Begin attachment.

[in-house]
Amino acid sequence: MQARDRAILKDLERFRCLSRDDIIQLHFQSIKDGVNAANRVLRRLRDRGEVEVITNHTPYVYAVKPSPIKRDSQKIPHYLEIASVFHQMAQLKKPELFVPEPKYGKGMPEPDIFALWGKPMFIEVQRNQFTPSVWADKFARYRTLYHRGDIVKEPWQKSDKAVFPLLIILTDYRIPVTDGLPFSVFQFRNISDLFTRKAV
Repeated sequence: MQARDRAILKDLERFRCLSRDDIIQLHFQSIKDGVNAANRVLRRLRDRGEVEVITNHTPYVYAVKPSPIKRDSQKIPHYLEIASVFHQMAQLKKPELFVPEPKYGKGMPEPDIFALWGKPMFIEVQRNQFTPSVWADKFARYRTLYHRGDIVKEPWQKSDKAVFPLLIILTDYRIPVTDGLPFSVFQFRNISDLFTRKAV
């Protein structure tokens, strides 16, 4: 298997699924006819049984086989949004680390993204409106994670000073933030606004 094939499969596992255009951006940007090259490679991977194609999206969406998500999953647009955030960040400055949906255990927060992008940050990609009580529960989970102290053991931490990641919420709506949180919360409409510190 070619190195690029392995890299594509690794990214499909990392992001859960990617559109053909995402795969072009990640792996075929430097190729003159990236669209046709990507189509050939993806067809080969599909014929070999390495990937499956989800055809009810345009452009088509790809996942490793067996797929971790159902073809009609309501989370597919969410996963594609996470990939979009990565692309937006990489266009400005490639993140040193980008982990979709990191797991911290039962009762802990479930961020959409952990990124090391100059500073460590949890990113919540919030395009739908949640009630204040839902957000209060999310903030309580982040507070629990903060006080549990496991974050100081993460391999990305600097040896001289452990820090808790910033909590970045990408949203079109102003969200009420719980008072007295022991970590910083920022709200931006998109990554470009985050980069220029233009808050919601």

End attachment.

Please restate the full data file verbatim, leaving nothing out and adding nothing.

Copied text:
[in-house]
Amino acid sequence: MQARDRAILKDLERFRCLSRDDIIQLHFQSIKDGVNAANRVLRRLRDRGEVEVITNHTPYVYAVKPSPIKRDSQKIPHYLEIASVFHQMAQLKKPELFVPEPKYGKGMPEPDIFALWGKPMFIEVQRNQFTPSVWADKFARYRTLYHRGDIVKEPWQKSDKAVFPLLIILTDYRIPVTDGLPFSVFQFRNISDLFTRKAV
Repeated sequence: MQARDRAILKDLERFRCLSRDDIIQLHFQSIKDGVNAANRVLRRLRDRGEVEVITNHTPYVYAVKPSPIKRDSQKIPHYLEIASVFHQMAQLKKPELFVPEPKYGKGMPEPDIFALWGKPMFIEVQRNQFTPSVWADKFARYRTLYHRGDIVKEPWQKSDKAVFPLLIILTDYRIPVTDGLPFSVFQFRNISDLFTRKAV
């Protein structure tokens, strides 16, 4: 298997699924006819049984086989949004680390993204409106994670000073933030606004 094939499969596992255009951006940007090259490679991977194609999206969406998500999953647009955030960040400055949906255990927060992008940050990609009580529960989970102290053991931490990641919420709506949180919360409409510190 070619190195690029392995890299594509690794990214499909990392992001859960990617559109053909995402795969072009990640792996075929430097190729003159990236669209046709990507189509050939993806067809080969599909014929070999390495990937499956989800055809009810345009452009088509790809996942490793067996797929971790159902073809009609309501989370597919969410996963594609996470990939979009990565692309937006990489266009400005490639993140040193980008982990979709990191797991911290039962009762802990479930961020959409952990990124090391100059500073460590949890990113919540919030395009739908949640009630204040839902957000209060999310903030309580982040507070629990903060006080549990496991974050100081993460391999990305600097040896001289452990820090808790910033909590970045990408949203079109102003969200009420719980008072007295022991970590910083920022709200931006998109990554470009985050980069220029233009808050919601």